Article Text


PWE-080 Prevalence of Faecal Incontinence in Adults with Inflammatory Bowel Disease
  1. J Duncan1,
  2. G Sebepos-Rogers1,
  3. O Poole-Wilson2,
  4. C To3,
  5. J B Canavan4,
  6. M Ward1,
  7. V Kariyawasam1,
  8. R Goel1,
  9. K Patel1,
  10. A Stanton1,
  11. M Sastrillo1,
  12. S Anderson1,
  13. K Taylor1,
  14. J Sanderson1,
  15. P Irving1
  1. 1Gastroenterology, Guy’s & St Thomas’ NHS Foundation Trust
  2. 2South London Healthcare Trust, London, UK
  3. 3Australian National University, Canberra, Australia
  4. 4Kings College London, London, UK


Introduction The prevalence of faecal incontinence (FI) in people with inflammatory bowel disease (IBD) has not been fully explored. FI is not only associated with social stigma but also with decreased quality of life. In the general population prevalence is estimated at between 1–10%. Awareness of the prevalence of FI in IBD is important to aid management strategies and resource allocation.

Methods Aim: To investigate the prevalence of FI in adults with IBD in a tertiary care setting. Methods: We performed a cross sectional questionnaire survey of 380 adults attending IBD outpatients at Guy’s & St.Thomas’ Hospitals. Patient surveys were: the validated International Consultation on Incontinence – Bowels (ICIQ-B) questionnaire, detailing frequency and severity of bowel pattern, control and quality of life; and the non-validated Bowel Leakage questionnaire, detailing any prior interventions by health care professionals. Demographics of age, gender, diagnosis, Montreal classification, St Mark’s Continence Score and disease activity were also recorded. Data was entered into a database and analysed using a SPSS statistical package.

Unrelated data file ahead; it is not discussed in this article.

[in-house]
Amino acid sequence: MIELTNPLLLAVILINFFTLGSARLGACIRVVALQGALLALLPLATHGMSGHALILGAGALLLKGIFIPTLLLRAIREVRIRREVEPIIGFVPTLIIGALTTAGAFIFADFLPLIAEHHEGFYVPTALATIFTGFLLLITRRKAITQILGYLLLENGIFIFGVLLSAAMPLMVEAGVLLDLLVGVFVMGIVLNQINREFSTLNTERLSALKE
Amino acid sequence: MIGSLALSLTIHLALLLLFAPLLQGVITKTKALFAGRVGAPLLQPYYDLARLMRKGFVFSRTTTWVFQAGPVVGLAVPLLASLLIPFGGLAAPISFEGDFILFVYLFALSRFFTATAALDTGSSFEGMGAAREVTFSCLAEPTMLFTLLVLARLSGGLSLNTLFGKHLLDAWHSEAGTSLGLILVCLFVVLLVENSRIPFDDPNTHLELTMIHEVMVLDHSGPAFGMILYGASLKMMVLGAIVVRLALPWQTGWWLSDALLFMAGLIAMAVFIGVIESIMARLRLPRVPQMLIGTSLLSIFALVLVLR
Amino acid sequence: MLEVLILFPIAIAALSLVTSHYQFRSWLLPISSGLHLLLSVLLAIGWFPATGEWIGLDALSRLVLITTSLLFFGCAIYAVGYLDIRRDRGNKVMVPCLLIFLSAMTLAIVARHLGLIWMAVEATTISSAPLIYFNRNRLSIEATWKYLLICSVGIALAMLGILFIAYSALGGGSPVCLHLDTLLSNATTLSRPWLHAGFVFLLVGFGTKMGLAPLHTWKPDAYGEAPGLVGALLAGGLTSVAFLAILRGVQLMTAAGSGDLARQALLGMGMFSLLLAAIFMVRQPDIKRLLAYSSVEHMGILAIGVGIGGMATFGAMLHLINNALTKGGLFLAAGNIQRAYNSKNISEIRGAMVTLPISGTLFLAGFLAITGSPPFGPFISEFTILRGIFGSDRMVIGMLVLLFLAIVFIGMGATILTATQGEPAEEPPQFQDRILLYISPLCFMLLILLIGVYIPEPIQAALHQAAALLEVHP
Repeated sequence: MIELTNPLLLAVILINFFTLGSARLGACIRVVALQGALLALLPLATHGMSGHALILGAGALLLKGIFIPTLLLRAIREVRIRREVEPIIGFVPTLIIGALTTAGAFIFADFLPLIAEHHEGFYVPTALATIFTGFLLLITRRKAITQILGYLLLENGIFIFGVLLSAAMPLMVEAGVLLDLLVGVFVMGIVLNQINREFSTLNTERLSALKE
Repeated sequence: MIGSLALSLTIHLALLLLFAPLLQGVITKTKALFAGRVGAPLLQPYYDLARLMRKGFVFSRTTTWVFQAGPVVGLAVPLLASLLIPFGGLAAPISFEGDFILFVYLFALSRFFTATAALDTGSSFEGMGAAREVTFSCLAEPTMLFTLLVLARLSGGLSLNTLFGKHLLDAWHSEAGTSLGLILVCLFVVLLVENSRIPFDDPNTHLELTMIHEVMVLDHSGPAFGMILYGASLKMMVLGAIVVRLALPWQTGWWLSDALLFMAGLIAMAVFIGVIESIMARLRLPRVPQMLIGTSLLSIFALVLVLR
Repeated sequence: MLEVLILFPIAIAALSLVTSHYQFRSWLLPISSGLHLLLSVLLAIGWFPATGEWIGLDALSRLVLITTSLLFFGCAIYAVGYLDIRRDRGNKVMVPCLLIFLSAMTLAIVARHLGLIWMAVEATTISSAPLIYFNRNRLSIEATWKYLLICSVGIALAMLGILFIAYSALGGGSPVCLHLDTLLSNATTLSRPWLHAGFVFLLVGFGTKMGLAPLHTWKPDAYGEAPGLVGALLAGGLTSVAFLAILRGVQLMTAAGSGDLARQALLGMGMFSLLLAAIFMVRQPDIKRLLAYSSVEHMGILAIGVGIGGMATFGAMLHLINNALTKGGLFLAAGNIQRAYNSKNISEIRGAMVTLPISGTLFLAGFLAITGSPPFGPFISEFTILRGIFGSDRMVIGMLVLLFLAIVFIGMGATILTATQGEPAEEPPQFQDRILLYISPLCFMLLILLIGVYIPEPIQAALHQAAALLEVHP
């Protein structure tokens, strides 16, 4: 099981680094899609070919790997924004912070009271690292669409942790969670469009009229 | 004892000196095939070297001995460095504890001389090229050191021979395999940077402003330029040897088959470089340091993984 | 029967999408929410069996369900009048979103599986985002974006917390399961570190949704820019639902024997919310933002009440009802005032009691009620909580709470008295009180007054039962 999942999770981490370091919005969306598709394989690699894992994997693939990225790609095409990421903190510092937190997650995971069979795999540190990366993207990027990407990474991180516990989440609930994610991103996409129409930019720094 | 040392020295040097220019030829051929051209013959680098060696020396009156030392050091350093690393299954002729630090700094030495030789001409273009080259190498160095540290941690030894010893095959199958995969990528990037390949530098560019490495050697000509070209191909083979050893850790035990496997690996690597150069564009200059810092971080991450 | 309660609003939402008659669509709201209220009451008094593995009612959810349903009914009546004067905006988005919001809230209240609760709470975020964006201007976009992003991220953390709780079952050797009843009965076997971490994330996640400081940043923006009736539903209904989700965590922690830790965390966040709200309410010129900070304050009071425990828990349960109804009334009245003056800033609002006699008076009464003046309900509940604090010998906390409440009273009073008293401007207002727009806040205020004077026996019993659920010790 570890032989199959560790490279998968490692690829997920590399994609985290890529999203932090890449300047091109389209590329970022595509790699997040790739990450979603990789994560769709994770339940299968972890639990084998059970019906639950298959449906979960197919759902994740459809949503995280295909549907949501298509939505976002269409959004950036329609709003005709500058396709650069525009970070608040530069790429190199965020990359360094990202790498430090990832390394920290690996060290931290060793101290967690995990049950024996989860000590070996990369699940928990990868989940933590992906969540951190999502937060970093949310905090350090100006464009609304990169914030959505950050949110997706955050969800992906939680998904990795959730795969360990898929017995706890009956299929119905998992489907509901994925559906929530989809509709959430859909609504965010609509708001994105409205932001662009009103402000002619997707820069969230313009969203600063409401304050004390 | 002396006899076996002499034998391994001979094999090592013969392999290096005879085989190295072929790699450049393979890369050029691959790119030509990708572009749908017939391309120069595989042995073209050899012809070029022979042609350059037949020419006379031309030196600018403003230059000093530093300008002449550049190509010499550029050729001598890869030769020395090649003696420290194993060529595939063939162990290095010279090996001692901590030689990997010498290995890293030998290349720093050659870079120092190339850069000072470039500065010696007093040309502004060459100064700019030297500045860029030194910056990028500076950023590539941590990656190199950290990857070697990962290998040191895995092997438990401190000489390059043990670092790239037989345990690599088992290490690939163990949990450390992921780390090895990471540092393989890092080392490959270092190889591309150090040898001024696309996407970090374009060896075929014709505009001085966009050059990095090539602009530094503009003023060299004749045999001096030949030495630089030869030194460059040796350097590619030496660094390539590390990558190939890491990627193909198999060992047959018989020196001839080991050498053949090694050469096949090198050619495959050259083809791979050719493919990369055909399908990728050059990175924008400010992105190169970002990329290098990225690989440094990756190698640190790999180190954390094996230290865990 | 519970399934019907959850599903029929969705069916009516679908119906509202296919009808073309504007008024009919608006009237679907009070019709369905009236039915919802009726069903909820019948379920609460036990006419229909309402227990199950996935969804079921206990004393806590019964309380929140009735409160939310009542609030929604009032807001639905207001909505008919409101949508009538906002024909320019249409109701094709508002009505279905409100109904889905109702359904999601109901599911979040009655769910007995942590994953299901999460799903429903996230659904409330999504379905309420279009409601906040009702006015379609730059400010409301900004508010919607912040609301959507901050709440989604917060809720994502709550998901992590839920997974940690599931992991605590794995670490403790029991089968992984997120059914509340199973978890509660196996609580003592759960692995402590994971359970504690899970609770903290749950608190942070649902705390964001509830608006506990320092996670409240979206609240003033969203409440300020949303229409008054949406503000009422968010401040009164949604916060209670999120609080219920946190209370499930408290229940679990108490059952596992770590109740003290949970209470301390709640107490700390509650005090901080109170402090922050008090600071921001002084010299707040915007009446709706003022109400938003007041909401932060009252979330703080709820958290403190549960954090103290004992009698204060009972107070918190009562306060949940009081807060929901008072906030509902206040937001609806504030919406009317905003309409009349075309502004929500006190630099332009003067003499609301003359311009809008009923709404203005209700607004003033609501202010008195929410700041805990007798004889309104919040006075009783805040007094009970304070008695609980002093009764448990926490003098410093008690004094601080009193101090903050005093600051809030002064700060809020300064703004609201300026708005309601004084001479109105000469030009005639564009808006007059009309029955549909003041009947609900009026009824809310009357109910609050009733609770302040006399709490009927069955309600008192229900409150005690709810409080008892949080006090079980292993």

Results Median age was 38 years (IQR 31–50) and 180/380 (47%) were female. The mean duration of IBD diagnosis was 8.7 years (3.4–15.1). 151/380 (40%) had UC vs 229/380 (60%) CD. Overall, 255/380 (67%) reported FI as defined by any episode of uncontrolled bowel opening in the preceding three months, while 343/380 (90%) reported anal incontinence of flatus or faeces. Incontinence was strongly associated with disease activity, occurring during disease flares in 57% of people. However, 37% experienced incontinence both during relapse and remission, whilst only 5% experienced incontinence uniquely when in remission. The ICIQ-B control score was associated with current disease activity in CD (r = 0.29, p < 0.0001) but not in UC. There was no significant difference in FI prevalence between patients with Crohn’s Disease (CD) or Ulcerative Colitis (UC), (66% vs 68%, p = 0.74).

Conclusion Faecal incontinence in IBD increases in proportion to disease activity. Given the availability of specialist FI interventions and support, we recommend that sensitive questioning regarding FI should be part of routine disease surveillance in the outpatient setting to cater for this unmet need.

Disclosure of Interest None Declared.

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